On appeal from the Superior Court, Appellate Division, whose opinion is reported at 348 N.J. Super. 213 (2002).
This appeal concerns the admissibility of a laboratory certificate proffered by the State pursuant to N.J.S.A. 2C:35-19 to establish the nature and quantity of an alleged controlled dangerous substance (CDS) and whether a defendant who challenges such a certificate is entitled to confront at trial the laboratory employee or analyst who prepared the certificate.
In this case, defendant, Ceesay Simbara, was arrested in Paterson on June 21, 1999, and subsequently indicted for third-degree possession of CDS, third-degree possession with intent to distribute, third-degree possession with intent to distribute within 1,000 feet of a school, and fourth-degree possession of drug paraphernalia.
Before trial, the State proffered a State Police laboratory certificate to demonstrate the illicit nature and the weight of the substance found in defendant=s possession. The court held a pre-trial hearing to determine whether the certificate would be admissible at trial. Counsel presented the parties= arguments; no witnesses were called.
Defendant asserted that the State had failed to establish the type of laboratory analysis undertaken, that the analyzing equipment was working properly, and the nature of the equipment used by the analyst. The State contended that the certificate indicated the type and weight of CDS possessed by defendant and adequately described the tests performed on the substance. Accordingly, the State argued, the certificate met the requirements of N.J.S.A. 2C:35-19b and was admissible.
The trial court found that the certificate as proffered failed to explain the type of analysis performed, the nature and condition of equipment used, the result of each test, and that it failed to demonstrate adequately the conclusions of the analyst. The court ruled the proffered certificate to be inadmissible.
The State=s motion for leave to appeal was granted by the Appellate Division, which reversed the determination of the trial court. Perceiving the trial court=s application of the statute as too narrow and too rigid, the Appellate Division declared that a defendant has the right to require the State to produce the laboratory analyst as a witness subject to cross-examination unless the certificate is found to comply with N.J.S.A. 2C:35-19.
The Supreme Court granted defendant=s motion for leave to appeal and granted amicus curiae status to the Attorney General.
HELD: The State must produce for cross-examination the laboratory employee or analyst who prepared the certificate proffered by the State pursuant to N.J.S.A. 2C:35-19 to establish the nature and quantity of an alleged controlled dangerous substance whenever a defendant timely invokes the right to confront that witness in a challenge to the certificate.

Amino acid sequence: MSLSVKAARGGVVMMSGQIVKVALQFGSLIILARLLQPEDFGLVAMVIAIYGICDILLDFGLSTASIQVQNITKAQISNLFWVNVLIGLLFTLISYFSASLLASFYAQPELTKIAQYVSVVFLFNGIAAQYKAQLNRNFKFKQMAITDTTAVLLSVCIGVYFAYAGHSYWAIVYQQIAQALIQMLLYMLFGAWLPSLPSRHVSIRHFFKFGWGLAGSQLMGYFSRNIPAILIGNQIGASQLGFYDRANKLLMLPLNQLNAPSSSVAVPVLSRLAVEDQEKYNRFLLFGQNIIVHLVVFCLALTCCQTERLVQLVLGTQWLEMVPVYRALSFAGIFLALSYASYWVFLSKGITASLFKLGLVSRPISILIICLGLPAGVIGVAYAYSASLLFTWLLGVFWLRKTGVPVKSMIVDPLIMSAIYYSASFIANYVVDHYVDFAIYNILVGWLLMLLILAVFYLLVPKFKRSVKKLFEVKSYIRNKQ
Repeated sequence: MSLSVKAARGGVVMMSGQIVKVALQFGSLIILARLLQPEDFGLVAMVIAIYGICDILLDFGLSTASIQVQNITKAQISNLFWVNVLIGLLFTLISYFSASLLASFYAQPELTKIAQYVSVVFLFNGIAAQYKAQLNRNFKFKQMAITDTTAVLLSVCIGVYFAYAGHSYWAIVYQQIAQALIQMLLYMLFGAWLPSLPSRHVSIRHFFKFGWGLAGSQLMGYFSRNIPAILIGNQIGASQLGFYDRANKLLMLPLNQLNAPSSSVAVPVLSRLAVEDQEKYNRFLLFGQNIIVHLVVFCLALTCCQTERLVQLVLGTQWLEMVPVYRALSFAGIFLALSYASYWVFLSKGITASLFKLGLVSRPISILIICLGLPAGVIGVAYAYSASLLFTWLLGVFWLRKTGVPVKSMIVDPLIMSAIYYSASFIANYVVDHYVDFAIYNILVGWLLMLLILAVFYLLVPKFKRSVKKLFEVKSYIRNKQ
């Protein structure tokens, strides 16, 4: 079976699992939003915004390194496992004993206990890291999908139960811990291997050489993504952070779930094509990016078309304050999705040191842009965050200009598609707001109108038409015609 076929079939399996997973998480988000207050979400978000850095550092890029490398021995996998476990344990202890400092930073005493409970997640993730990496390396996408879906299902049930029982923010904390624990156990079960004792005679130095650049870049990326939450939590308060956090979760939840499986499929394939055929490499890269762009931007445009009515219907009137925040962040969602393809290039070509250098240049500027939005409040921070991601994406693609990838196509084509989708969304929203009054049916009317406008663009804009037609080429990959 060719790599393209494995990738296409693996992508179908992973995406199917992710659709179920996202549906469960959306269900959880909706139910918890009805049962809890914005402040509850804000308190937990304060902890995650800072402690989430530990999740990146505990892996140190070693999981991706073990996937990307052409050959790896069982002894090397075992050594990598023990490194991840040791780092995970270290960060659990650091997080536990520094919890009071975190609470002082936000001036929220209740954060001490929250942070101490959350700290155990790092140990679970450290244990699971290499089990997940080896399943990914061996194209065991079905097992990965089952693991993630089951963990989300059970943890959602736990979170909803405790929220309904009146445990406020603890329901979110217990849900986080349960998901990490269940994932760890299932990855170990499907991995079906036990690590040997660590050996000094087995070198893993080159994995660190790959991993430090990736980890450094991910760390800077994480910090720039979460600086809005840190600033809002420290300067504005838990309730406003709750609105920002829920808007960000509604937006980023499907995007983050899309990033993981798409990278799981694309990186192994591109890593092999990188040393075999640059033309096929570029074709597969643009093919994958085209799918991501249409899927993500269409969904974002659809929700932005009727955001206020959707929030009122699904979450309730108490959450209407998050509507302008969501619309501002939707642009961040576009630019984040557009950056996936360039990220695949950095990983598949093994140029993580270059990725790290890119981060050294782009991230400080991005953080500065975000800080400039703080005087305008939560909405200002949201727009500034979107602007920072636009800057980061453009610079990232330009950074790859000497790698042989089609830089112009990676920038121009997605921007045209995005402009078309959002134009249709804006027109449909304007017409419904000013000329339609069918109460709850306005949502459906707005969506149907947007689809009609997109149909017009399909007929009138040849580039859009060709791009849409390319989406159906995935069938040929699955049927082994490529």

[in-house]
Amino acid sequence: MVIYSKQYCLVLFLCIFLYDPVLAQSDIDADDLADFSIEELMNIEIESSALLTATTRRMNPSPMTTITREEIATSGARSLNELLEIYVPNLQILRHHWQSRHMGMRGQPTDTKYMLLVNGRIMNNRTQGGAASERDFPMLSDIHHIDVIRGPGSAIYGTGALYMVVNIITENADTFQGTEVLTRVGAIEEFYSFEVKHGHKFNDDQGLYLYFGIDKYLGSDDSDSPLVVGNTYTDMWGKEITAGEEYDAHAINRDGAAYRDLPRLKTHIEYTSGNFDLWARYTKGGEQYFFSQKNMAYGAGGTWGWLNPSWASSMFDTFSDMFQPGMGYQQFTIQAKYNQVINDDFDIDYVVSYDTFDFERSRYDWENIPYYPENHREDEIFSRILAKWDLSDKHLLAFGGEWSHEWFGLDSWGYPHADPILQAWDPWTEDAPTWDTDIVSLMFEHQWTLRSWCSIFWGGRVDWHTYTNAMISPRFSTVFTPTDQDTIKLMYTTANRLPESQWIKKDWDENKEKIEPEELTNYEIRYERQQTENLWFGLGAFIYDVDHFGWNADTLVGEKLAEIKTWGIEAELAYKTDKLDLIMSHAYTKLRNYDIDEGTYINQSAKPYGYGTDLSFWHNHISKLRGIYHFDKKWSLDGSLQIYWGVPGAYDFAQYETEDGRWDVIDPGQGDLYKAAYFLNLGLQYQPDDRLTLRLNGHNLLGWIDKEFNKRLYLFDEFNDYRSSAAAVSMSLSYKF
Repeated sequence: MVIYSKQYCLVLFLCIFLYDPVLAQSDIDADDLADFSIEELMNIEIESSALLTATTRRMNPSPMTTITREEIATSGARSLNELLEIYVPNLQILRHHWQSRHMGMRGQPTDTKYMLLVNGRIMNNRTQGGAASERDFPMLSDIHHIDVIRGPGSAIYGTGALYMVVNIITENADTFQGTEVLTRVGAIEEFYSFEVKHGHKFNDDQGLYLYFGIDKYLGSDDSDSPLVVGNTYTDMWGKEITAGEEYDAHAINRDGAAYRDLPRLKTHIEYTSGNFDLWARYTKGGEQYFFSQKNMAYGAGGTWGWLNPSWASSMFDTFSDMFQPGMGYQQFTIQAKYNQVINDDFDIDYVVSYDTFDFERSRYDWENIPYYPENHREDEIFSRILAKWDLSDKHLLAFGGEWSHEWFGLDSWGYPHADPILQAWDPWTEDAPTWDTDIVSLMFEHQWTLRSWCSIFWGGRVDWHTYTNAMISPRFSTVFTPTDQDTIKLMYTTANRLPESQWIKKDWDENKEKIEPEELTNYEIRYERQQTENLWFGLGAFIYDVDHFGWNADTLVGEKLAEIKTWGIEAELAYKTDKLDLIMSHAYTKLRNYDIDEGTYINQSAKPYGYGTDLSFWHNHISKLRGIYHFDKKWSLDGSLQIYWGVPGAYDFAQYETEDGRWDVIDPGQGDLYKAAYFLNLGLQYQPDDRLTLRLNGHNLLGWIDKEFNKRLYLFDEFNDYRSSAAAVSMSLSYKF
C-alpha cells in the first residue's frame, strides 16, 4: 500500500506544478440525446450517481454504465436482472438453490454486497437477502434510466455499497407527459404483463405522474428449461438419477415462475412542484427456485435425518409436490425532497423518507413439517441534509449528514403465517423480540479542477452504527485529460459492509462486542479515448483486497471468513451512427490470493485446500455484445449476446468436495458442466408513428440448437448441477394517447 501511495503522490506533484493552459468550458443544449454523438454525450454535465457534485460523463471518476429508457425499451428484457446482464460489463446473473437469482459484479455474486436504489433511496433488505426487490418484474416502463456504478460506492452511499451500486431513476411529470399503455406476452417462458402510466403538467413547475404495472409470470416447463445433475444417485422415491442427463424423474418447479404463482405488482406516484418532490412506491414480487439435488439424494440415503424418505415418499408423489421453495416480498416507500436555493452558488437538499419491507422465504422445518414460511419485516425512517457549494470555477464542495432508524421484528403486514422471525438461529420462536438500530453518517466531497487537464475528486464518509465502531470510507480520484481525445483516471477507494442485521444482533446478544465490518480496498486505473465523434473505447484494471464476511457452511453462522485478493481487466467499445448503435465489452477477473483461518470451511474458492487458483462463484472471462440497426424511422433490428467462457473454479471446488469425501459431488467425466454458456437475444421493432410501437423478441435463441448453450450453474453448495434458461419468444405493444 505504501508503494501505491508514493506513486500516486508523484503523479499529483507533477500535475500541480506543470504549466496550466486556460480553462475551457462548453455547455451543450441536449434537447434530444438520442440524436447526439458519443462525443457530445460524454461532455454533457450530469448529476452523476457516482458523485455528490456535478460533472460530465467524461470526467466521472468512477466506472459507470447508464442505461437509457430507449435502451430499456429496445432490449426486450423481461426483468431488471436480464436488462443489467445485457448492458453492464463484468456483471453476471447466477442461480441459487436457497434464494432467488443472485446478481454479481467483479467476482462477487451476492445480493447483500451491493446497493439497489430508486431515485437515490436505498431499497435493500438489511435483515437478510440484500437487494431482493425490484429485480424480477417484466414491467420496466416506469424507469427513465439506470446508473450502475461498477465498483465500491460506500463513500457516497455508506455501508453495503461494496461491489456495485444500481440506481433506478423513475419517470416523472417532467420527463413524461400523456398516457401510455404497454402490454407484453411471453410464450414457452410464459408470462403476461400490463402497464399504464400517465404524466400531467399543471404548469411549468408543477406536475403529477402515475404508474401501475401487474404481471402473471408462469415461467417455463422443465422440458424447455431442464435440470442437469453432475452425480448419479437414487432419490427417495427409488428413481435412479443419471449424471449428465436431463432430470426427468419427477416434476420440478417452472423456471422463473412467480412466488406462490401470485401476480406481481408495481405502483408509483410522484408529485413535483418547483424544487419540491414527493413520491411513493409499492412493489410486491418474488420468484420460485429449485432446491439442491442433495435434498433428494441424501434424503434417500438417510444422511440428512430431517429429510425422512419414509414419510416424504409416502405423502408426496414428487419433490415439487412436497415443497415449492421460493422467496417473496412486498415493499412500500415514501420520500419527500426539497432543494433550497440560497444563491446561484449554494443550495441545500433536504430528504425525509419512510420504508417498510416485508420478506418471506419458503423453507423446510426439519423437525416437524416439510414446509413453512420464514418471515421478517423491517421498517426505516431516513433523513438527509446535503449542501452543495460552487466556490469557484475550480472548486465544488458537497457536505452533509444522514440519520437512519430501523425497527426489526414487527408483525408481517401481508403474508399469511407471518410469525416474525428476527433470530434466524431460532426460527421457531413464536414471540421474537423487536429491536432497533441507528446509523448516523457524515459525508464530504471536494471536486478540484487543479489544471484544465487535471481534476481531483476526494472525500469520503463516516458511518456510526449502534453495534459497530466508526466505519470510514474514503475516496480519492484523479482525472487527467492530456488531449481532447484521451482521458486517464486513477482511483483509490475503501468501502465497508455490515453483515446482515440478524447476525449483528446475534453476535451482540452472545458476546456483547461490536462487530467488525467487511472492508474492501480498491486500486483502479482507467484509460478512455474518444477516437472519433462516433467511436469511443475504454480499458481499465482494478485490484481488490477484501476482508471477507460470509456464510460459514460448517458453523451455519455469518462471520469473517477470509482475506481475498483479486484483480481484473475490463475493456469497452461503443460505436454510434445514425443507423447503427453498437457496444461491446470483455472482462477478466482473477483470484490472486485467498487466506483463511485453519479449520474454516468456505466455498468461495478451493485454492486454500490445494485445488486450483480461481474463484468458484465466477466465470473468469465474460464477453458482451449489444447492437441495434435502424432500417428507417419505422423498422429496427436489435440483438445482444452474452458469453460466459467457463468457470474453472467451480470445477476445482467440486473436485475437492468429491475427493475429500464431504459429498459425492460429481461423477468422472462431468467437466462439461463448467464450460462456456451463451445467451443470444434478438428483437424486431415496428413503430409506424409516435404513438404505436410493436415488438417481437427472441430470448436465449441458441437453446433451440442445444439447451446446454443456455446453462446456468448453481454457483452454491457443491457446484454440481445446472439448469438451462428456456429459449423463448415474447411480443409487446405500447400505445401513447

1. The form of certificate proffered by the State in this case, when considered with the supporting data and other information the Court assumes the State has made available to defendant, sufficiently conforms to the statute. The Attorney General=s recent directive to prosecutors and laboratory directors appears to reflect a reasonable interpretation of the requirements of N.J.S.A. 2C:35-19. (pp. 6-12)
2. The State=s compliance with N.J.S.A. 2C:35-19 does not by itself make the certificate admissible. The laboratory certificate in a drug case is singularly important in determining whether a defendant will be imprisoned or set free. Because of a defendant=s rights under the Sixth Amendment, a defendant who makes a timely challenge to the certificate is entitled to confront the preparer of the certificate through cross-examination before the trier of fact. (pp. 12-16)
3. The trial court is to afford defendant the opportunity to renew his challenge to the certificate in view of the supplemental information furnished under the Attorney General's directive. If defendant does not contest the certificate, the certificate should be admitted at trial. If he contests the certificate, he shall be permitted to cross- examine the analyst. (pp. 16-17)
4. Because the laboratory tests and instruments used in the tests have been standardized for some time and are recognized generally as routine and reliable, it is expected that a trial court addressing a broad challenge to the tests or instruments would take judicial notice, consistent with N.J.R.E. 201, of relevant published articles or studies or would rely on prior case law that might dispose of the challenge. (p. 17)
The JUDGMENT of the Appellate Division is REVERSED and the matter is REMANDED to the trial court for further proceedings.
CHIEF JUSTICE PORITZ and JUSTICES COLEMAN, LONG, LaVECCHIA, ZAZZALI and ALBIN join in JUSTICE VERNIERO's opinion.
The opinion of the court was delivered by: ...